Brian Nicholson, Deseret News
OGDEN — The mood was muted and solemn as several hundred members of the Ogden community came together to honor one killed and five wounded police officers at a candlelight vigil Thursday night.
"Everyone is devastated; everyone is absolutely devastated," said Carolyn Brierly, Ogden City special events coordinator, who helped organize the gathering at the city amphitheater.
People filled the amphitheater's seats and aisles, sitting and standing, holding candles that organizers were hurriedly removing from wrappers and sticking through stryofoam cups so as to catch dripping wax. Along with others, a young boy handed them out to the crowd.
They included around 100 members of the law enforcement community, who were asked to come and stand together on the stage, which was hung with six draped, lighted backdrops, that reflected the colors red and blue.
A woman called out quietly from the audience, "Thank you." Another chimed in: "Thank-you all." Then another: "God bless you all." And another. As officers from Ogden, the Weber County Sheriff's Office and others mounted the stage, a muted, rhythmic applause broke out.
A PowerPoint presentation that police officers had put together showed pictures of slain Ogden City Officer Jared Francom, along with those of his five wounded comrades.
The screen that showed Francom standing before an American flag had the words, "End of Tour of Duty ... 10-24 (the radio code meaning 'Assignment Completed') ... 1-5-2012." Another screen simply stated: "Heroes, Husbands, Brothers, Fathers, Friends, Sons."
Many in the crowd had such connections, either to the fallen officers or others. Many did not, but said they had come to pay their respects.
"I've lived here since I was seven and I'm just here to support my community," said Davina Venham. She came with her niece Brandi Farell, both of Ogden.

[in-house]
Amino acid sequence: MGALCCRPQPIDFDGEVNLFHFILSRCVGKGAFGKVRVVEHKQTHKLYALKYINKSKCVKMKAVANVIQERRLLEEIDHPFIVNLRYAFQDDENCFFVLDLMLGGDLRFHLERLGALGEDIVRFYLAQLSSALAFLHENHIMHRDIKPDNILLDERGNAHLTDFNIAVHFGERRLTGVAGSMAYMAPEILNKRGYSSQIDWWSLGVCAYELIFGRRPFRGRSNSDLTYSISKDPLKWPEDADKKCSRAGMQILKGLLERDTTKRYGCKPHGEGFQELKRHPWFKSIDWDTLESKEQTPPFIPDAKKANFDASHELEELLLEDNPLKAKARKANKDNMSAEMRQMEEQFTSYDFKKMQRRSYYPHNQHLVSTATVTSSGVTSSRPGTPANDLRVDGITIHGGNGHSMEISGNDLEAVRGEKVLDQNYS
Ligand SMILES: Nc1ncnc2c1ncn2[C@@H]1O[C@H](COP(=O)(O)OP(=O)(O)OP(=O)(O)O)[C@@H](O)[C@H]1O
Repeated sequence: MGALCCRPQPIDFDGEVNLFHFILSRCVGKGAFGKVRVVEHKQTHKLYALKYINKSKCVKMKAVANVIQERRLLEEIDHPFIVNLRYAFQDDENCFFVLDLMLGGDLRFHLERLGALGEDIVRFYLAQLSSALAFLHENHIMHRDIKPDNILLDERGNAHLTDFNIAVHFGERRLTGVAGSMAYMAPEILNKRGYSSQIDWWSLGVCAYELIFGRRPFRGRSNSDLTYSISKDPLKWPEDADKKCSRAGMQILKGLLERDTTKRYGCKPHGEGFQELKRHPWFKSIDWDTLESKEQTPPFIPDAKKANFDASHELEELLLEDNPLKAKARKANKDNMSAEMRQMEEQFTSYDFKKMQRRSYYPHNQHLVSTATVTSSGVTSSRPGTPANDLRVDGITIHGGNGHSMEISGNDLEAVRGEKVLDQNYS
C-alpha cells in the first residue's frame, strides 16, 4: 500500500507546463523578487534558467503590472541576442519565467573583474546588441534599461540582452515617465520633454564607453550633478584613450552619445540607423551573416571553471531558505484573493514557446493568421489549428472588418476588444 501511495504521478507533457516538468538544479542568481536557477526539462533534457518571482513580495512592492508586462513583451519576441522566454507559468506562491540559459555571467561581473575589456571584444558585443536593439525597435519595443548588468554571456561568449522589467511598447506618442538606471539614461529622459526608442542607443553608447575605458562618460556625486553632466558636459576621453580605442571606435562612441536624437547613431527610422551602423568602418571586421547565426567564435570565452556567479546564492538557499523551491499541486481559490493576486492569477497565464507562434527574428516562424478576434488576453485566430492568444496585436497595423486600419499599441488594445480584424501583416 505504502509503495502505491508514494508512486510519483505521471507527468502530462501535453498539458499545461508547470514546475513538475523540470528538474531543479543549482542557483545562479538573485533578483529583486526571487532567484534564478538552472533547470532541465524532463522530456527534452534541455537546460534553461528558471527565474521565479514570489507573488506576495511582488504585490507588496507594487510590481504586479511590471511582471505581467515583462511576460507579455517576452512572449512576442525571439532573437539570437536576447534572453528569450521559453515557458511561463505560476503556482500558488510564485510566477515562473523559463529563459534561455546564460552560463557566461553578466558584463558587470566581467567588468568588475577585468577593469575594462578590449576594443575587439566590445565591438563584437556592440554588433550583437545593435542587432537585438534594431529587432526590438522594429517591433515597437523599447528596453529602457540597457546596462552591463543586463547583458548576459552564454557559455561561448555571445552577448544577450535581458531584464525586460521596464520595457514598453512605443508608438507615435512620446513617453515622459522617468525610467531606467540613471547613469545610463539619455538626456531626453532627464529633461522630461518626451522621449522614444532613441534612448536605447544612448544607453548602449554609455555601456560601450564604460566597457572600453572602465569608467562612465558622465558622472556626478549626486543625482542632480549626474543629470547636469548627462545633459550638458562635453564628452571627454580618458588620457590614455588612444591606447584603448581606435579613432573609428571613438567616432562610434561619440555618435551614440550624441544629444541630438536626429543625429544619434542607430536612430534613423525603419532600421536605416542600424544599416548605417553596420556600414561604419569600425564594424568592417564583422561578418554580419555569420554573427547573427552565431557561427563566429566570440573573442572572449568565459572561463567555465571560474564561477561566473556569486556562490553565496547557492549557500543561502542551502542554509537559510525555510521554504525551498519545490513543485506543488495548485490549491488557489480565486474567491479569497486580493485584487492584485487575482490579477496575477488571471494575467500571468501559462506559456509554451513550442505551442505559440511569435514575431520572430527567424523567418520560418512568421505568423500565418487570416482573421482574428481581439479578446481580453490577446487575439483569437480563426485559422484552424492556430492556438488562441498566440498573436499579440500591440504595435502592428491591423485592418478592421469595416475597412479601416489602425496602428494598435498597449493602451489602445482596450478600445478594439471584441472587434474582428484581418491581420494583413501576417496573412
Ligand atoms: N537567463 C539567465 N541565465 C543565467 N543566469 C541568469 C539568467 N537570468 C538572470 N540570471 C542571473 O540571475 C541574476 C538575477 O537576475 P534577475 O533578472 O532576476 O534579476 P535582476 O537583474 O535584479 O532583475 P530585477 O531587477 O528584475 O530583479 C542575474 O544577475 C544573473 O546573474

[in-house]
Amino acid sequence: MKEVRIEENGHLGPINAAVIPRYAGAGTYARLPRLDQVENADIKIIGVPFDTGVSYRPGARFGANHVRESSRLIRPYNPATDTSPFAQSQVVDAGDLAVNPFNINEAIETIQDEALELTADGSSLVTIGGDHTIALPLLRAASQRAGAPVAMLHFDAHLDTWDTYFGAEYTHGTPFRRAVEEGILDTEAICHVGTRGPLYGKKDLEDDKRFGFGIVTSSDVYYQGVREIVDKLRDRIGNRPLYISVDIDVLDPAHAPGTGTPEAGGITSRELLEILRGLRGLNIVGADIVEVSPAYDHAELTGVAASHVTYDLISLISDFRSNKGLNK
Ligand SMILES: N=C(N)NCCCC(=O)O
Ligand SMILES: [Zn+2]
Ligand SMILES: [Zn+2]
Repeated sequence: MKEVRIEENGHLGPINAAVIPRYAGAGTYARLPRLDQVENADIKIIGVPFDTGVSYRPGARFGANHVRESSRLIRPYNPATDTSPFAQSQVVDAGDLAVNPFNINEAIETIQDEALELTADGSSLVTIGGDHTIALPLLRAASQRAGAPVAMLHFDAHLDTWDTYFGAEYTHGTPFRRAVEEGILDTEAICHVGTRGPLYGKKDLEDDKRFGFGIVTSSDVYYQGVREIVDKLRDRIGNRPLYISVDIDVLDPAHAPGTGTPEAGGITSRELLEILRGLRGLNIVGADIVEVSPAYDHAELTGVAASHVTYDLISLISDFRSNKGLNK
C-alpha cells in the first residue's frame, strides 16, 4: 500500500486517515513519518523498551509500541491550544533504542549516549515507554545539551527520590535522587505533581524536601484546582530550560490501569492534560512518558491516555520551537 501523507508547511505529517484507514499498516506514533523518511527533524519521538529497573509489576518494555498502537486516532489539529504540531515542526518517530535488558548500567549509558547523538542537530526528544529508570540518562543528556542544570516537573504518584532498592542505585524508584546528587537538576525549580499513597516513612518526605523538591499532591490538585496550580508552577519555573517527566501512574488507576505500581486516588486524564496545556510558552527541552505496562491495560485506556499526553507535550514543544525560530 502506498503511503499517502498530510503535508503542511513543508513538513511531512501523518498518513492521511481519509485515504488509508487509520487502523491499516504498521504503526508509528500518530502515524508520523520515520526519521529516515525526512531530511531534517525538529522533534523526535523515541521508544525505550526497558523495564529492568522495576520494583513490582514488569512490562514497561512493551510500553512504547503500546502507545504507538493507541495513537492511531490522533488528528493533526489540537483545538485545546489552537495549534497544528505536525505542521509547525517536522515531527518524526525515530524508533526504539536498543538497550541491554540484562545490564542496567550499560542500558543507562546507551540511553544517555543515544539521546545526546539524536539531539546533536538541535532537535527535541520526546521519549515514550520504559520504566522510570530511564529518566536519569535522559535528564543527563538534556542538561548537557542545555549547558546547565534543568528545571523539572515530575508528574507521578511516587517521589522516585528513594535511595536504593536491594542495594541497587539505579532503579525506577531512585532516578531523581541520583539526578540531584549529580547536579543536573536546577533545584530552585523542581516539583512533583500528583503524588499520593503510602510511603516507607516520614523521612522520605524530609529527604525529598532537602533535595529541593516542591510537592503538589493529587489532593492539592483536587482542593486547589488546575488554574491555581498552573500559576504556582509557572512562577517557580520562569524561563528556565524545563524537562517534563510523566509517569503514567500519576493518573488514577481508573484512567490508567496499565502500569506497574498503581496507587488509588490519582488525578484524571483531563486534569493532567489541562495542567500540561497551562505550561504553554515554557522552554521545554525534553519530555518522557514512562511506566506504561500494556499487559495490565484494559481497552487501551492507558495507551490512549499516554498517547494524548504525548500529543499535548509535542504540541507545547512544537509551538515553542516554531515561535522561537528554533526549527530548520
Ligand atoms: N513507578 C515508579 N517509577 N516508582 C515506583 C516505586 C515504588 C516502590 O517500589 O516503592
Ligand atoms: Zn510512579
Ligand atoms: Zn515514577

Tuesday night's events unfolded near Farell's home, she said. She watched the flashing lights and heard sirens wailing from throughout the city as patrol cars descended upon the scene of the shooting.
"We just couldn't believe it," Farell said. "It seemed like something out of a movie."
The multiple shooting came as a shock to many in a city that in recent years has begun to shed a rough reputation for frequent crime and prevalent drugs.
"Ogden has been making great strides in getting the crime rate down and then this...," Brierly said. "We don't want what has happened to reflect on Ogden," and bring back its former reputation.
As the event wound down, Brierly encouraged the assembled to remain as long as they wished. Many remained for a time, gathered in small groups of family and friends, still holding candles.
Lifelong resident Michelle Bernal, a mother of two, didn't know any of the officers.
"I just came to give support," she said. "It's just sad. I mean, it was uncalled for. (Officer Francom) didn't have to go that way. I'm just very sad."
Bernal came with Mark Lopez, who knew the slain officer. Lopez remembers often seeing Francom on duty at the 7-Eleven store on 24th and Monroe streets.
Once, Lopez's nephew was trying to buy some candy, but came up a dollar short. Francom gave the boy a dollar out of his own pocket, Lopez said.
"He was a really nice officer, really outgoing," he said. "He had a big heart." When they offered to pay him back, Francom refused: "No, I just do that."
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